Death Wish (1974)

Death Wish (1974)

“What about the old American custom of self-defense? If the police don’t protect us, we ought to do it ourselves.”

An architect (Charles Bronson) whose wife (Hope Lange) is murdered and daughter (Kathleen Tolan) traumatized by a trio of sociopathic thugs (including Jeff Goldblum) becomes a vigilante in New York City, murdering criminals after dark on the streets.

Genres, Themes, Actors, and Directors:

  • Charles Bronson Films
  • Hope Lange Films
  • Jeff Goldblum Films
  • New York City
  • Vigilantes
  • Widows and Widowers

Response to Peary’s Review:
As Peary writes, this “blockbuster film that exploited public paranoia over urban crime” “fed on the reactionary’s fantasy of wiping out young thugs who are after their money and women”; “visualized the white, middle-class pacificist-liberal’s fantasy of being a gun-toting hero; and pandered to the movie audience’s desire for strong violence.”

Peary adds that it’s “no wonder” Bronson’s “liberal New York architect Paul Kersey” became “a hero to millions of moviegoers,” given “how director Michael Winner stacks the deck to make vigilante justice the only recourse against widespread crime.” He further notes that the film “makes the absurd assumption that every person who demands money from Kersey is planning on killing him and, therefore, must be killed instead of just being scared away.” (I actually don’t think this assumption is being made — rather, Bronson is sick and tired of criminals getting their way, and doesn’t really care what their motive is.) Peary adds that the “film’s most interesting aspect is that Kersey gets physically ill from his initial killings”:

He notes, “I wish this had been emphasized a bit more and that someone other than Winner had directed (Robert Bresson would be the dream choice).” While Peary asserts that Bronson “was the right person to play Kersey, who would reprise his character in Winner’s two atrocious sequels,” I find his one-note performance distinctly lacking:

Why doesn’t this guy react with even a little bit more emotion after the death of his beloved wife? (Poor Hope Lange’s role is throwaway at best.)

We’re led to believe that he’s simply channeling his grief into vengeance, but where’s the grief itself? See the “Every Wrong with Death Wish in 13 Minutes” video clip for affirmation about all the other inconsistencies and inanities littering this film. There are a couple of “notable” cameos to be on the lookout for: Jeff Goldblum has an embarrassingly awful role as one of the three thugs asssaulting Bronson’s family:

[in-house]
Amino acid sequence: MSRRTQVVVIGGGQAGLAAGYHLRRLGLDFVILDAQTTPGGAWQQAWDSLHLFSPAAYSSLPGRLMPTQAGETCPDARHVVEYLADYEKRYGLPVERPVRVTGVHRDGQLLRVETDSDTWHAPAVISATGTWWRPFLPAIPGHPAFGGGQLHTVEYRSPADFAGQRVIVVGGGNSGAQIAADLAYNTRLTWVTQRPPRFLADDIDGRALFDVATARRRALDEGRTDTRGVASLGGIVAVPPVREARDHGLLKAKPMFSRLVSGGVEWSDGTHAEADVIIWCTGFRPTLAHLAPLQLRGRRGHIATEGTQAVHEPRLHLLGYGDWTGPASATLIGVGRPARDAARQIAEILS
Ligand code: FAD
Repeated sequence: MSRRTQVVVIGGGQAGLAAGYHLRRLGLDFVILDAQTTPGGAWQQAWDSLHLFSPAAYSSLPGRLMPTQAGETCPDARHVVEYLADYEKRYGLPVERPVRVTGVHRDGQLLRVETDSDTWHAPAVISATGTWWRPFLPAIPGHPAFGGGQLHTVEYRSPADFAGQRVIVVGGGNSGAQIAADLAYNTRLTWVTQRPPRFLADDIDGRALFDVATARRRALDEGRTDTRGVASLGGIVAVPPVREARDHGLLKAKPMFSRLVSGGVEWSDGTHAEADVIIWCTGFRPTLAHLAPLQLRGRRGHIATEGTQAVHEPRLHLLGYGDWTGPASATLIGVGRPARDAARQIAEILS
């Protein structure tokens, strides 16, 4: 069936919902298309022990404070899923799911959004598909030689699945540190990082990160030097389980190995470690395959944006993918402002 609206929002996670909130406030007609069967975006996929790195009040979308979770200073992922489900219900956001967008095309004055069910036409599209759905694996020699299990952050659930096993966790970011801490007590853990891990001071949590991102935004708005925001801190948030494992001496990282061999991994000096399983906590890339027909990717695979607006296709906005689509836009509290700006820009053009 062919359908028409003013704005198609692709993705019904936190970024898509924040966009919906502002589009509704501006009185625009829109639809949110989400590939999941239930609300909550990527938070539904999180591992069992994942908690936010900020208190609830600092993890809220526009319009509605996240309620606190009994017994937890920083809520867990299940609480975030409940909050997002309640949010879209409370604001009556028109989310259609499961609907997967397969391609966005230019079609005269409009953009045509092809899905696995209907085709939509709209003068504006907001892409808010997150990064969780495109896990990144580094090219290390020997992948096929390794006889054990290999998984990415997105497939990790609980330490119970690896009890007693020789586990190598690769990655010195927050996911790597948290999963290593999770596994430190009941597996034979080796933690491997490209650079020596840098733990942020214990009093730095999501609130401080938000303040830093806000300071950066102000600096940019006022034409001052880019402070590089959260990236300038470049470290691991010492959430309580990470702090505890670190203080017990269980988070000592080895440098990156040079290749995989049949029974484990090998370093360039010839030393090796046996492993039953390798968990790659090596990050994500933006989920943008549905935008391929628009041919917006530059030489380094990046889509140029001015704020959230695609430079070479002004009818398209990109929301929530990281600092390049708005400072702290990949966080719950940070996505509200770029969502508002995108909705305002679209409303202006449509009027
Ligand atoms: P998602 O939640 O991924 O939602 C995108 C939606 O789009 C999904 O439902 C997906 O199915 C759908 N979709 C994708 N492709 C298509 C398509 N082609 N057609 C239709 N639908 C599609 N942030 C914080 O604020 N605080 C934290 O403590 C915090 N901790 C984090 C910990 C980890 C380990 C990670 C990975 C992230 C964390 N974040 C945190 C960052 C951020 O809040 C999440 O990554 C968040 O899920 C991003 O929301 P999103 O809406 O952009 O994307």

… and Ghristopher Guest shows up as the policeman who finds Bronson’s gun:

Notable Performances, Qualities, and Moments:

  • Fine cinematography and location shooting in New York
  • Herbie Hancock’s unique score

Must See?
No, but it’s worth a one-time look for its historical relevance.


2 thoughts on “Death Wish (1974)

  1. (Rewatch 11/29/20):
    Not must-see – but it holds interest for those concerned with the troublesome issue of the gun culture in the United States.

    Bronson subsequently made a strange statement about the film: “I certainly don’t advocate anyone taking the law into their own hands. I don’t think that the film advocates that, either. If my films have a lesson, it’s that violence doesn’t pay. My opinion is that violence only breeds violence.” Bronson’s agent didn’t agree with him re: the message of the film.

    “After viewing the film, Brian Garfield [author of the original novel] was dissatisfied with the result of the adaptation of his novel, due to its advocacy towards vigilantism, so he wrote a sequel called ‘Death Sentence,’ which dealt with the consequences of vigilantism.”

    “Death Wish is said to have inspired several copycat incidents of vigilantism around the country. Probably the most famous is the 1984 NYC subway shootings of four youths by Bernard Goetz who was approached by… teens on the subway (who) had demanded money. The four were all shot and wounded by Goetz, whom the New York tabloids would call the ‘Death Wish’ vigilante.”

    (All quotes from Wikipedia.)

    NOTE: Also among the “notables” is Olympia Dukakis as a policewoman.

  2. ⭐️⭐️⭐️1/2 out of ⭐️⭐️⭐️⭐️

    One of the key American urban thrillers of the early ’70s that were hugely influential on crime cinema. The others being Dirty Harry, The French Connection (both 1971) and Serpico (1973); all are must see in my opinion.

    This one nicely questions the morality of vigilantism and its effect on the humanity of the vigilante. Quite seriously underrated probably due to the trashy (albeit guiltily enjoyable) sequels and the remake.

    This one stands on its own and is significant to the debate on guns in the US and how the populace seem to think it’s the most important right they have; a national sickness. Especially more recently.

Leave a Reply